Mobile still has room to grow

The gap between smartphone and feature phone users is actually far greater than you may realize. The Atlantic points to statistics which found "dumb-phone" users outnumber smartphone users 5.6 billion to 835 million, which emphasizes the fact that despite mobile's rise in recent years, it still has a long way to go.

Specifically, consumers are spending about 10 percent of their media attention on mobile devices, while mobile only commands 1 percent of companies' total ad spend.

Conversely, while print attracts just 7 percent of media time, it captures 25 percent of total U.S. ad spend - or 25 times more ad money than mobile.

Basically, mobile is still in its infant stages.

But it's growing - and here are some reasons why:

First, diversity of tactics in the mobile medium (or the amount of tools advertisers have at their disposal) is ever-improving due to advances in mobile ad units, mobile search, mobile landing pages, SMS and mobile apps.

For instance, one app recently highlighted at this year's SXSW conference - Sonar - aims to monitor your location in the physical world and alert you when others with similar interests are in close proximity to you.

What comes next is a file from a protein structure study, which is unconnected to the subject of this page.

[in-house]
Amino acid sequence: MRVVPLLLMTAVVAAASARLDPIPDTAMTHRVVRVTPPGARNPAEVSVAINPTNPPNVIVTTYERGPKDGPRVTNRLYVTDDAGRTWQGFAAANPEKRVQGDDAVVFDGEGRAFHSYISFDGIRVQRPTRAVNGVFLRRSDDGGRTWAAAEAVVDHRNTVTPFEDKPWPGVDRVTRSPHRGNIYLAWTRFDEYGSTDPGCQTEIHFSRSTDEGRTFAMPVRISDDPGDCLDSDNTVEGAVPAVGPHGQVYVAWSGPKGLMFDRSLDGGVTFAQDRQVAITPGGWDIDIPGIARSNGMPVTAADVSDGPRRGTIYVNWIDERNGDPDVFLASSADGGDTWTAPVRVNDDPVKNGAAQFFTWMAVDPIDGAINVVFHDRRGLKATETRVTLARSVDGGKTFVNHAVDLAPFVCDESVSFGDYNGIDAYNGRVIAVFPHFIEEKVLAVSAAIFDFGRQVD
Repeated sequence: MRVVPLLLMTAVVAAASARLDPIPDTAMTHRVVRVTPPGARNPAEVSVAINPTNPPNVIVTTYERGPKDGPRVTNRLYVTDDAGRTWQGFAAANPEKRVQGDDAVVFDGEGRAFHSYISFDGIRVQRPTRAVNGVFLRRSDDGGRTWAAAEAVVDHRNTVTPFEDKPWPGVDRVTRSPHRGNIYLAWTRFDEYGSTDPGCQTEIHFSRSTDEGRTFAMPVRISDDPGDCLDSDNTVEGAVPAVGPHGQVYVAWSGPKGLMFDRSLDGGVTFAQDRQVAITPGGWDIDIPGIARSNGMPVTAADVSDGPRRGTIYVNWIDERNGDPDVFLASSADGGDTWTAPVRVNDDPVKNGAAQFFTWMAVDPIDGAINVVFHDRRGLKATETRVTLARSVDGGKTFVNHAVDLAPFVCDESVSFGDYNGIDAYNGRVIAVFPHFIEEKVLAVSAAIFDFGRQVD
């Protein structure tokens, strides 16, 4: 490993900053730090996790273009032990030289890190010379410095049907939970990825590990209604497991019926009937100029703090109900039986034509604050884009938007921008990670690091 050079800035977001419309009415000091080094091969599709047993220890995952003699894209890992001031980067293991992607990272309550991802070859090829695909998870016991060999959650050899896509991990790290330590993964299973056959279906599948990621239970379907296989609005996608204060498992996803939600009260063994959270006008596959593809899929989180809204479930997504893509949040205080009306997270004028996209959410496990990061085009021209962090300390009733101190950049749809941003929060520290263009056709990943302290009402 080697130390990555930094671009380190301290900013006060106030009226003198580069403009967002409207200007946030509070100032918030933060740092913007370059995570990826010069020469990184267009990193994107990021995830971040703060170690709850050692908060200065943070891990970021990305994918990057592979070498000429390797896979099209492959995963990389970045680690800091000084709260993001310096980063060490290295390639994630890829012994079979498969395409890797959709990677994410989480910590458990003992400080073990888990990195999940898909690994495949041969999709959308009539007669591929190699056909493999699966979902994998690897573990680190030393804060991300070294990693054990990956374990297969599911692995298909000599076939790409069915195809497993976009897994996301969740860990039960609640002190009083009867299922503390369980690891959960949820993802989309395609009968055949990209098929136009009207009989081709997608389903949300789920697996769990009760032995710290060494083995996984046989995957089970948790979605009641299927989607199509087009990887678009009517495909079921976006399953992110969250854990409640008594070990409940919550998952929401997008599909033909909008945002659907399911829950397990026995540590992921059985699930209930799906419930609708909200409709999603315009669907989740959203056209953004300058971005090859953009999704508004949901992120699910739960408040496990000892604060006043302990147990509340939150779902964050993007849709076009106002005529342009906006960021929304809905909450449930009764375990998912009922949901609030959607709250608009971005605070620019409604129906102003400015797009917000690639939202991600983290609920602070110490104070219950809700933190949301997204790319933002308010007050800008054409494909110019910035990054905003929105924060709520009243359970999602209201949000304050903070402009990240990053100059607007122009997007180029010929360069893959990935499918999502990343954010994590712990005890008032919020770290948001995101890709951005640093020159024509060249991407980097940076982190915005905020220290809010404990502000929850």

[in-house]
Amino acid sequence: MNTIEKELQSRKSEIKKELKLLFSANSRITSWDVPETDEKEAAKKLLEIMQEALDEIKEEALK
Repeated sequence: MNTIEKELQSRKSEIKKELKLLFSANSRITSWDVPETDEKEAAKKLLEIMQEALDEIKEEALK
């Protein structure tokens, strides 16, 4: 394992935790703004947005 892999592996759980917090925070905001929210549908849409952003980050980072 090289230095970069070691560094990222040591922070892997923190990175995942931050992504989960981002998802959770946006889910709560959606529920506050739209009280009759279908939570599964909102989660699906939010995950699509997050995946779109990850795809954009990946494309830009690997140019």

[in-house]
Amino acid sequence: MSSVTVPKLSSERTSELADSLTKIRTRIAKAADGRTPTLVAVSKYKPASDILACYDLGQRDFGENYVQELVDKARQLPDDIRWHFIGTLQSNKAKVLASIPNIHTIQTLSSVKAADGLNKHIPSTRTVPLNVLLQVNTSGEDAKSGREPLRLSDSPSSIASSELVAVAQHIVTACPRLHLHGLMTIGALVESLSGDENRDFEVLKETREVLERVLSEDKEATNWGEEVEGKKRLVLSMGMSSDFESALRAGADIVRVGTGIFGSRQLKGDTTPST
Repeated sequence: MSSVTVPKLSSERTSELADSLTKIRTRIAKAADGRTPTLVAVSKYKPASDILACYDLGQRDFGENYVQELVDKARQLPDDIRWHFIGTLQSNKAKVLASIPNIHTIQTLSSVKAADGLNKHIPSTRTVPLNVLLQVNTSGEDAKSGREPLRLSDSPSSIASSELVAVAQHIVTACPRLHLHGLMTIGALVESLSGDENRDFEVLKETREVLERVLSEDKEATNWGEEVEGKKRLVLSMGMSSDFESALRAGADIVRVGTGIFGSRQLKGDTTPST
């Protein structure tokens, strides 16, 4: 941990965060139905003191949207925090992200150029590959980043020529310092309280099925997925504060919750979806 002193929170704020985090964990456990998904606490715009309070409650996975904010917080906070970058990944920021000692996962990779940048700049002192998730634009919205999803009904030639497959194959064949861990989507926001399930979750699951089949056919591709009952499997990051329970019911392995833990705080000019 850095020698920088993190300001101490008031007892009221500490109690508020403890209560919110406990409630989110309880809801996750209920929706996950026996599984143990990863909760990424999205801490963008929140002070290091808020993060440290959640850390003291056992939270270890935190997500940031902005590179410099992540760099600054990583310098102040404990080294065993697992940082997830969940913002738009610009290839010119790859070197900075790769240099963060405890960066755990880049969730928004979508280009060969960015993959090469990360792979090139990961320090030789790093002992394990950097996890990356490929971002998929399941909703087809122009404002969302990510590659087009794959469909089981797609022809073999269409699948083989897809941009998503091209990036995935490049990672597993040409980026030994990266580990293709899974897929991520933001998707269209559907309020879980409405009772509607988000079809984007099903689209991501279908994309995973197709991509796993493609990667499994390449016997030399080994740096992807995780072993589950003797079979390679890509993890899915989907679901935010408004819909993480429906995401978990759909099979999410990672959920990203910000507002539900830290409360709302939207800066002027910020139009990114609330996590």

All Things Digital explains it better.

"Walk into a room, and using publicly available data pulled in from Facebook, Twitter and LinkedIn, the app tells you who's nearby, and what you may have in common with one another," notes the news source. "So if you're, say, sending status updates about how awful the beer lines are at a music festival, that status will actually show up for others in your proximity - you know, the people who would actually care about that status update - but no further."

Why this may seem creepy at first, it's just another way mobile is advancing to engage users in their daily lives.

What's more, there is a slow but steady cultural shift toward mobile devices, notes The Atlantic. More than 66 percent of the average person's time spent on mobile phones is used for non-communication activities (apps, games, GPS, etc.), while Americans are spending 94 minutes per day on their devices (versus an average of 72 minutes for web-based consumption).

In the not-so-distant-future, mobile may surpass television as the dominant consumer access point for all media, explains the media outlet.